"The advantage here is that it's rare to find a school of public health and a college of veterinary medicine located in the same institution," Finnegan says.

The dual vet-med/public health degree, like the Public Health Certificate in Food Safety and Biosecurity also offered by the School of Public Health, is just part of the AHC's broader multi-disciplinary and even multi-agency response to zoonotic disease.

Marguerite Pappaioanou in front of a shelf of books
Marguerite Pappaioanou, of the School of Public Health, is heading up a groundbreaking program to monitor influenza in Tanzania, where it may be introduced via migratory or domestic birds.

That response includes programs like the Center for Infectious Disease Research and Policy, or CIDRAP (whose director, Michael Osterholm continually points out that in a globalized world we are only a plane ride away from a pandemic); the Center for Animal Health and Food Safety, directed by William Hueston, who holds a joint appointment in the College of Veterinary Medicine and the School of Public Health; the National Center for Food Protection and Defense, a Department of Homeland Security initiative in which the University is a major partner; and Pappaioanou's Tanzanian program.

In addition, other University faculty work with officials from both the federal and state departments of health and agriculture, the Department of Natural Resources, and the Minnesota Board of Animal Health to monitor, diagnose, and prevent the spread of zoonotic infections in wild and domestic animals. Today, for example, Minnesota-bred turkeys and chickens are regularly checked for avian flu at the University's Poultry Testing Center in Willmar.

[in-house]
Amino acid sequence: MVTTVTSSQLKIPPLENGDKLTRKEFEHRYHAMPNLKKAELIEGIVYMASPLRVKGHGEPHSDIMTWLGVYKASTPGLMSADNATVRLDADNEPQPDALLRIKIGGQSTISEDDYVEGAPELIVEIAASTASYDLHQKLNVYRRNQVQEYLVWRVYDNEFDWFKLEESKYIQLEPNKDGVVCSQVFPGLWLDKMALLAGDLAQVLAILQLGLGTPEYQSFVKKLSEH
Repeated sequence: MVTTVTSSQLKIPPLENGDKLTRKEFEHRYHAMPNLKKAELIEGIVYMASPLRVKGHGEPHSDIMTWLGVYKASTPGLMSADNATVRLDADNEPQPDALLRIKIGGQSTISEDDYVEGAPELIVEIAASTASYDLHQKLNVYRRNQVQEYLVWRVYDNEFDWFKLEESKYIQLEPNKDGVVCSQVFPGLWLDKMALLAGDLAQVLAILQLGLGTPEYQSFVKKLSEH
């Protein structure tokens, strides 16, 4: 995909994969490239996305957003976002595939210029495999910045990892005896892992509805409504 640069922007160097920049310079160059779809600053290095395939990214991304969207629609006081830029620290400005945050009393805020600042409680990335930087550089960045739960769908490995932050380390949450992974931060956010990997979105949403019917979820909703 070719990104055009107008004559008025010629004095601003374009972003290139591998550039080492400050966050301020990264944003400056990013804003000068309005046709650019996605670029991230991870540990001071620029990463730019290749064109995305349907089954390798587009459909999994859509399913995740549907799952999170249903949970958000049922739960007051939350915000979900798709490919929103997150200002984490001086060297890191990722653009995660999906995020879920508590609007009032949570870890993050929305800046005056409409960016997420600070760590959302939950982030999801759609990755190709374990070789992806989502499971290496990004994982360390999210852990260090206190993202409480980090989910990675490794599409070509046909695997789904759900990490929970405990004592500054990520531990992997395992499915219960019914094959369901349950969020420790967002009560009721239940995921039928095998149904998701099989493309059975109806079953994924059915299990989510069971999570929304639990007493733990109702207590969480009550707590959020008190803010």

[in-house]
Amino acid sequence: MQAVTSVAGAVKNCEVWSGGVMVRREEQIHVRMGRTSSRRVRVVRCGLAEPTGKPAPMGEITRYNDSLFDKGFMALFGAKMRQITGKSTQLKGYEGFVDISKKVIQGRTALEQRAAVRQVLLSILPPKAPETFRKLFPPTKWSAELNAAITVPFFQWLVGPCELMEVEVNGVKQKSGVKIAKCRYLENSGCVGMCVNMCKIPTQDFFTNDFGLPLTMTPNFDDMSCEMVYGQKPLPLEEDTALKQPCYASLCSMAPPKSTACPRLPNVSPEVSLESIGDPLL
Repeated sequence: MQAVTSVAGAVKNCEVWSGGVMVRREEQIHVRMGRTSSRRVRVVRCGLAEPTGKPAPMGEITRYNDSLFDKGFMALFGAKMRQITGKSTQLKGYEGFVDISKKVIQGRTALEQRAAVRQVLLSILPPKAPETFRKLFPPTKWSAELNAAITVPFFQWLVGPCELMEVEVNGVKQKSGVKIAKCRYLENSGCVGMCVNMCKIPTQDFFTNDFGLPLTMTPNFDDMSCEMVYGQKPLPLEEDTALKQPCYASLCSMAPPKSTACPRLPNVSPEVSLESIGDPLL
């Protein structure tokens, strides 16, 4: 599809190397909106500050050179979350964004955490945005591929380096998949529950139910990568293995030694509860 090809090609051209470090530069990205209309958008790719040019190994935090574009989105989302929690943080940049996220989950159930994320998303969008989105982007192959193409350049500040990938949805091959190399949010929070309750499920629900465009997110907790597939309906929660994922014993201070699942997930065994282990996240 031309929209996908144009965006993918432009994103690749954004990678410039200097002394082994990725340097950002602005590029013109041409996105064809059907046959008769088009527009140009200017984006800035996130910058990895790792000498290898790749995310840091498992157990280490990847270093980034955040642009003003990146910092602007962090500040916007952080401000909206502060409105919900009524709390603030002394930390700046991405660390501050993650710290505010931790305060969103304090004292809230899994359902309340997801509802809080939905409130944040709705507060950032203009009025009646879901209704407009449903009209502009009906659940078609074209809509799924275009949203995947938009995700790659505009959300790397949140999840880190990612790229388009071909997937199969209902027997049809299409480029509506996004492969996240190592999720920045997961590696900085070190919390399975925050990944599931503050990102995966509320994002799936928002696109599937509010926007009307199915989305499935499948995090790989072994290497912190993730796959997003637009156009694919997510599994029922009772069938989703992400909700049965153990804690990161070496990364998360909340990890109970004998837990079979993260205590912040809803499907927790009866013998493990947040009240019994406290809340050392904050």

"When we ask ourselves why we are seeing the emergence of so many zoonotic diseases, we can see there are a number of factors," explains Jeffrey Bender, who teaches classes on zoonotic disease both in the College of Veterinary Medicine and the School of Public Health. "There are ecological factors and changes, like deforestation and also reforestation (Lyme disease, for example, emerged as a result of the reforestation of certain areas of the northeastern United States, which made it an ideal spawning ground for the mice and deer that spread the infection). There's the trade in exotic animals, global travel, and even changes in modern agricultural practices such as the use of meat and bonemeal as a cheap source of food for cattle, which can cause BSE or Mad Cow Disease.

"Clearly one of the things we have learned in the past five to 10 years is the need for a multidisciplinary approach for (zoonotic) disease detection, prevention, and treatment."

Too little, or the wrong kind of information, can induce public confusion, and perhaps even panic.

While detection, prevention, and treatment of zoonotic diseases are critical, an equally important task facing health officials is effective communication of the risk. Too little, or the wrong kind of information, can induce public confusion, and perhaps even panic. That's why every month Hueston holds discussions with communicators from the AHC and state agencies about animal and health issues. In March, he conducted a risk communication program for the deans of veterinary and public health schools around the country. He and colleagues also teach classes in risk communication at the AHC's annual Public Health Institute.

"The Centers for Disease Control has coined the phrase, 'Be first, be right, be credible,' " he says. If knowledgeable individuals, university experts, and government officials are ready to step into the information void caused by a crisis, they can have a huge effect on public reaction, Hueston explains.

"Minnesota far and away has the strongest commitment to collaboration and partnership of any school where I've worked," Hueston says. "Building transdisciplinary teams is critical for dealing with these growing threats. No single initiative is going to answer the myriad of infectious disease challenges we face."